The requirement, for intermittent or "call-when-needed" (CWN) helicopter services, was synopsized in the Commerce Business Daily (CBD) on January 10, 1989, with an indicated bid opening date of March 10 (although due to delayed issuance the IFB provided for bid opening on March 24). February 9, the agency sent a request to each Forest Service contracting officer in the region to provide the names and addresses of all CWN operators under current or prior-year helicopter services agreements, so that they might be placed on a bidders list. On February 24, when the IFB was issued, it was mailed to 46 prospective bidders, not including Transwestern, which had not been included on the bidders list. Twenty- five firms submitted timely bids.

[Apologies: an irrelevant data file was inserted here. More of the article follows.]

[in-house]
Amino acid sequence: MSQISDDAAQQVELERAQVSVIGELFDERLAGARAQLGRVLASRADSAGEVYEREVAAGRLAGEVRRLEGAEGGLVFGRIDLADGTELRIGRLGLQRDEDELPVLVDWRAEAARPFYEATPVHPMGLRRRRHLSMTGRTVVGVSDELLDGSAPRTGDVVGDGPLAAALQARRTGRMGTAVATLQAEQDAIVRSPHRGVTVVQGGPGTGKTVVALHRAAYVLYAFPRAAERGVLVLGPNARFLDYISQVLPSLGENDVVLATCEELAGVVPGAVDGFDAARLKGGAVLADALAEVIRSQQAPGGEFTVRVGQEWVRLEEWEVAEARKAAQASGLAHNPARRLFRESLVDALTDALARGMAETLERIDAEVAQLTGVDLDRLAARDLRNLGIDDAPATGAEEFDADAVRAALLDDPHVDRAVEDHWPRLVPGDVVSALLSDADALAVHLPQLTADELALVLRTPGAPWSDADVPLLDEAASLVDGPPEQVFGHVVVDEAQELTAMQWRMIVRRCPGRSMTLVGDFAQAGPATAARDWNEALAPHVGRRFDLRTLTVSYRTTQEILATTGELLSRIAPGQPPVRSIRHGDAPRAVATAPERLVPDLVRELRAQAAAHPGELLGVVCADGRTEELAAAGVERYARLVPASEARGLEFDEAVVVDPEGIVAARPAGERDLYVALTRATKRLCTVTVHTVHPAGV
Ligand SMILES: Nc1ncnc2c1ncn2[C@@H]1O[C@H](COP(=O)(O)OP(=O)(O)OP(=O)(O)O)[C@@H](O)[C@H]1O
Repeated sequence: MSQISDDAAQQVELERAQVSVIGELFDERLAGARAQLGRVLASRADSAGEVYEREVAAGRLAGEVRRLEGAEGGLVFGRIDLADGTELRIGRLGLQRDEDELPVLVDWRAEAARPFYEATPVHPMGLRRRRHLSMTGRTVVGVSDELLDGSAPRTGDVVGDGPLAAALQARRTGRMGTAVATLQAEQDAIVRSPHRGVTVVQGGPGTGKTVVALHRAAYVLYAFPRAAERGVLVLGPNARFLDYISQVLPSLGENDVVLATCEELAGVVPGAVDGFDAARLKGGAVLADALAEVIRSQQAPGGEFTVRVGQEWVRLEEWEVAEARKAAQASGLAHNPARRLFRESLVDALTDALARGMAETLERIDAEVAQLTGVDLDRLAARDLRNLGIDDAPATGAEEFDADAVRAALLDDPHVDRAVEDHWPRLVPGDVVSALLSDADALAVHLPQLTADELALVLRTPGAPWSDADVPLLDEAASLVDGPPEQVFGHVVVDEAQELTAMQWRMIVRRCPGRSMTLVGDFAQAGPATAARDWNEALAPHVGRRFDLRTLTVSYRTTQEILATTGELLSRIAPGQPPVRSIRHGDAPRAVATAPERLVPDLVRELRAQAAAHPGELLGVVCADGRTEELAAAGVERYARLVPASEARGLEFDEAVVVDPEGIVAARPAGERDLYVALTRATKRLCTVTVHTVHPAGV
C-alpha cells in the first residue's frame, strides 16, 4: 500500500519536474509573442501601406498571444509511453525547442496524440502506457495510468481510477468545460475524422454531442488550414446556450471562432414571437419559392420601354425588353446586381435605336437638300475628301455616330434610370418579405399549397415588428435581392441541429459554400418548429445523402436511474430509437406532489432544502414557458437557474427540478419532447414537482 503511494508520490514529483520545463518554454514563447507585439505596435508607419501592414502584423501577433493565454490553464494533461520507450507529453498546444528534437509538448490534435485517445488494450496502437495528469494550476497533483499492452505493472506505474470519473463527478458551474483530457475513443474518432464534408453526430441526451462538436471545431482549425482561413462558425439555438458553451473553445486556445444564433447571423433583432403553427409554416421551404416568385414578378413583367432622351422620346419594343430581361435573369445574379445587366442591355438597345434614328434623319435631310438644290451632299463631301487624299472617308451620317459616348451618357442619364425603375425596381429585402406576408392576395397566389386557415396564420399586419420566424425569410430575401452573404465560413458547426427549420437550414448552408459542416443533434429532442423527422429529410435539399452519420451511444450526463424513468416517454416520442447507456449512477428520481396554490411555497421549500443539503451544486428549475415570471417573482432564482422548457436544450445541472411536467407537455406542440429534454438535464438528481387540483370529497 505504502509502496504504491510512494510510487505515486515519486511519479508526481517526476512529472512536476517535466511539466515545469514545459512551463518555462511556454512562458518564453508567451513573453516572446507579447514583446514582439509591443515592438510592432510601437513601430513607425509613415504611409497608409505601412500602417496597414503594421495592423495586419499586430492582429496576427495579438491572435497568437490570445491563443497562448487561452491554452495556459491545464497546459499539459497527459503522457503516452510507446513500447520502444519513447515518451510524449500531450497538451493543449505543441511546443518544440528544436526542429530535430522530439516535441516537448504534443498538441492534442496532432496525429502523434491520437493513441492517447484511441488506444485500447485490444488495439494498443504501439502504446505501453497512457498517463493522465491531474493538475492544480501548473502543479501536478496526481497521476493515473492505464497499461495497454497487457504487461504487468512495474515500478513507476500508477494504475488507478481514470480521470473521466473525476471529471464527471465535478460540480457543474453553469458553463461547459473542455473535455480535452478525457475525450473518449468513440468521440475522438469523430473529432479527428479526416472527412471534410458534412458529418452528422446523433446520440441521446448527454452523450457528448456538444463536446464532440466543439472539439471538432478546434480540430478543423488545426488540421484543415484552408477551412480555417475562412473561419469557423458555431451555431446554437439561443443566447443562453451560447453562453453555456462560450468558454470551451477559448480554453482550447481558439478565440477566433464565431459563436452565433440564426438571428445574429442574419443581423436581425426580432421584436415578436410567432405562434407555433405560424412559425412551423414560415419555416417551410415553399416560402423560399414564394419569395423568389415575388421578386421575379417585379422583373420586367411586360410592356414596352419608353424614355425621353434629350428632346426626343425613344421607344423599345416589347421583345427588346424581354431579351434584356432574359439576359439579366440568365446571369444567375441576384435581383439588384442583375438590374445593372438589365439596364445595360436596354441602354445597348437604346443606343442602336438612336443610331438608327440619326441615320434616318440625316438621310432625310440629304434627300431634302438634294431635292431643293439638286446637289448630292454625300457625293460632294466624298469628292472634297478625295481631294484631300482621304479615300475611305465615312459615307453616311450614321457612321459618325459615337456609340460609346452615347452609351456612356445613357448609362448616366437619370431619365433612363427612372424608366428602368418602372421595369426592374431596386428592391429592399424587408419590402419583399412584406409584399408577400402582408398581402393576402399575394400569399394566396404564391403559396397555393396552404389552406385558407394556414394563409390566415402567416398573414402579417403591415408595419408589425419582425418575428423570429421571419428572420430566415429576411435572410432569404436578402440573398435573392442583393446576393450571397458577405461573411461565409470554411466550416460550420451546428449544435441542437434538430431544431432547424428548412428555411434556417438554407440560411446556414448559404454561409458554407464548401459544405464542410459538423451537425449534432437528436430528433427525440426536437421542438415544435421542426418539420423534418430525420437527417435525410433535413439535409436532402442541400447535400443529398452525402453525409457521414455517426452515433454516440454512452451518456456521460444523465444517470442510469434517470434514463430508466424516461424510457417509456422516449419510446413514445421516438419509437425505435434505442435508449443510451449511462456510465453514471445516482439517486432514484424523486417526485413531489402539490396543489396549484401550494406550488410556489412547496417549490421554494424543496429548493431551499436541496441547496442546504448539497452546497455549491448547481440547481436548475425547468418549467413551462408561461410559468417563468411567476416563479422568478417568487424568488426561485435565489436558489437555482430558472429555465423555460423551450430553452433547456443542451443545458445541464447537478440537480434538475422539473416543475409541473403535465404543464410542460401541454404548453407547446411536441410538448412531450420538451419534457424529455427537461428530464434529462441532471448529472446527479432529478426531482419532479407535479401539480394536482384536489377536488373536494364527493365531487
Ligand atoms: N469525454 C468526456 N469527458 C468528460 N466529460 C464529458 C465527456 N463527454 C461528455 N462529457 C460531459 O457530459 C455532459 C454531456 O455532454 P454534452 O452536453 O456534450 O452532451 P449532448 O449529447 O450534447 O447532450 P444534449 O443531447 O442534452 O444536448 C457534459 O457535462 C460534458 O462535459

Transwestern asserts that, as an incumbent (i.e., one of several prior year contractors), it improperly was not furnished a copy of the IFB, a result, the firm further alleges, of the agency's failure to follow its established procedures for soliciting bids. In this regard, a January 13, 1989, memorandum from the agency's Director of Administrative Services, sent to known interested firms, including Transwestern, advised that the Small Business Administration had developed a nationwide small business bidders list (called Procurement Automated Source System (PASS)), and that as of October 1, 1986, all national forests in Region 6 would be using this list for determining the bidders who would be receiving presolicitation notices and solicitation packets. According to the memorandum, no other bidders lists would be maintained by national forests in the region. Transwestern asserts that, had the Forest Service used the PASS rather than compiling its own list, Transwestern would have been included automatically on the bidders list here, and concludes that its failure to receive a solicitation package was due either to the agency's use of improper procedures, or its negligence in assembling its own list.